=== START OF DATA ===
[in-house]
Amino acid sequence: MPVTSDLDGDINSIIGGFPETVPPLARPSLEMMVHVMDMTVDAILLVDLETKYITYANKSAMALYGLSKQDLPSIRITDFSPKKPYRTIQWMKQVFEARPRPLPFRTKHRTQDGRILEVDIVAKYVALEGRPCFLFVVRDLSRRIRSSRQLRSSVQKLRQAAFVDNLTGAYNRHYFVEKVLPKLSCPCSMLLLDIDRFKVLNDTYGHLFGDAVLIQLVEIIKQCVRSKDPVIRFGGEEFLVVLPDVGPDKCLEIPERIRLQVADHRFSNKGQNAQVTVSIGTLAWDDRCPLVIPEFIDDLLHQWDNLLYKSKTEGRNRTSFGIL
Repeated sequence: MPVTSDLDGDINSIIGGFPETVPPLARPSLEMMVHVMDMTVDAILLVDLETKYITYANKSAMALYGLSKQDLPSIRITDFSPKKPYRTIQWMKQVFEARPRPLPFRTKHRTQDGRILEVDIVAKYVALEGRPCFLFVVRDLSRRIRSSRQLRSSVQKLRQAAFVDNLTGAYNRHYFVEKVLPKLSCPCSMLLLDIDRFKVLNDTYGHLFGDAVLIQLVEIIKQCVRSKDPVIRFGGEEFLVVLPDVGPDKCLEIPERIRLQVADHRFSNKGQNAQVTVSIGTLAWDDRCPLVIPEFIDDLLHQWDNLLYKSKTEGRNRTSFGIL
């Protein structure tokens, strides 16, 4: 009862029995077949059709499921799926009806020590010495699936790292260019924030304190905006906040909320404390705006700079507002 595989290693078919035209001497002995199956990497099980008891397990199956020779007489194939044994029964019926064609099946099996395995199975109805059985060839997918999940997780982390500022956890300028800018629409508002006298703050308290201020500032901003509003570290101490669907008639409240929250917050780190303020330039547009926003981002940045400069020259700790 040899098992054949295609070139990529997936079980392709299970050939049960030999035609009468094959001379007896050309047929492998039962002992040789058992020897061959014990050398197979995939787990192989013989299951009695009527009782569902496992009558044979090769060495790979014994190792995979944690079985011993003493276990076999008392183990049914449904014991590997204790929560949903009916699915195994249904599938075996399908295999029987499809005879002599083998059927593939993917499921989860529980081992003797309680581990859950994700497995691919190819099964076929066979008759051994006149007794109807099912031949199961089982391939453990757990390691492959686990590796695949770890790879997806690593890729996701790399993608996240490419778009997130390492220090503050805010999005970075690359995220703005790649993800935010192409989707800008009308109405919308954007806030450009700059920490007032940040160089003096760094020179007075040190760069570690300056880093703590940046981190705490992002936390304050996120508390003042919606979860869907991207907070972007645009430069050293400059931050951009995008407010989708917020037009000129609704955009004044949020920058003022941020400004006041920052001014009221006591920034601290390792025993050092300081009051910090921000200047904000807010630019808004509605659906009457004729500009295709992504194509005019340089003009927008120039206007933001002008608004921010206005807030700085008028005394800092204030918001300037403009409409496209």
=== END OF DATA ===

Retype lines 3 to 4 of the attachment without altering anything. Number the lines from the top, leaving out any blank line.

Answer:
Repeated sequence: MPVTSDLDGDINSIIGGFPETVPPLARPSLEMMVHVMDMTVDAILLVDLETKYITYANKSAMALYGLSKQDLPSIRITDFSPKKPYRTIQWMKQVFEARPRPLPFRTKHRTQDGRILEVDIVAKYVALEGRPCFLFVVRDLSRRIRSSRQLRSSVQKLRQAAFVDNLTGAYNRHYFVEKVLPKLSCPCSMLLLDIDRFKVLNDTYGHLFGDAVLIQLVEIIKQCVRSKDPVIRFGGEEFLVVLPDVGPDKCLEIPERIRLQVADHRFSNKGQNAQVTVSIGTLAWDDRCPLVIPEFIDDLLHQWDNLLYKSKTEGRNRTSFGIL
């Protein structure tokens, strides 16, 4: 009862029995077949059709499921799926009806020590010495699936790292260019924030304190905006906040909320404390705006700079507002 595989290693078919035209001497002995199956990497099980008891397990199956020779007489194939044994029964019926064609099946099996395995199975109805059985060839997918999940997780982390500022956890300028800018629409508002006298703050308290201020500032901003509003570290101490669907008639409240929250917050780190303020330039547009926003981002940045400069020259700790 040899098992054949295609070139990529997936079980392709299970050939049960030999035609009468094959001379007896050309047929492998039962002992040789058992020897061959014990050398197979995939787990192989013989299951009695009527009782569902496992009558044979090769060495790979014994190792995979944690079985011993003493276990076999008392183990049914449904014991590997204790929560949903009916699915195994249904599938075996399908295999029987499809005879002599083998059927593939993917499921989860529980081992003797309680581990859950994700497995691919190819099964076929066979008759051994006149007794109807099912031949199961089982391939453990757990390691492959686990590796695949770890790879997806690593890729996701790399993608996240490419778009997130390492220090503050805010999005970075690359995220703005790649993800935010192409989707800008009308109405919308954007806030450009700059920490007032940040160089003096760094020179007075040190760069570690300056880093703590940046981190705490992002936390304050996120508390003042919606979860869907991207907070972007645009430069050293400059931050951009995008407010989708917020037009000129609704955009004044949020920058003022941020400004006041920052001014009221006591920034601290390792025993050092300081009051910090921000200047904000807010630019808004509605659906009457004729500009295709992504194509005019340089003009927008120039206007933001002008608004921010206005807030700085008028005394800092204030918001300037403009409409496209």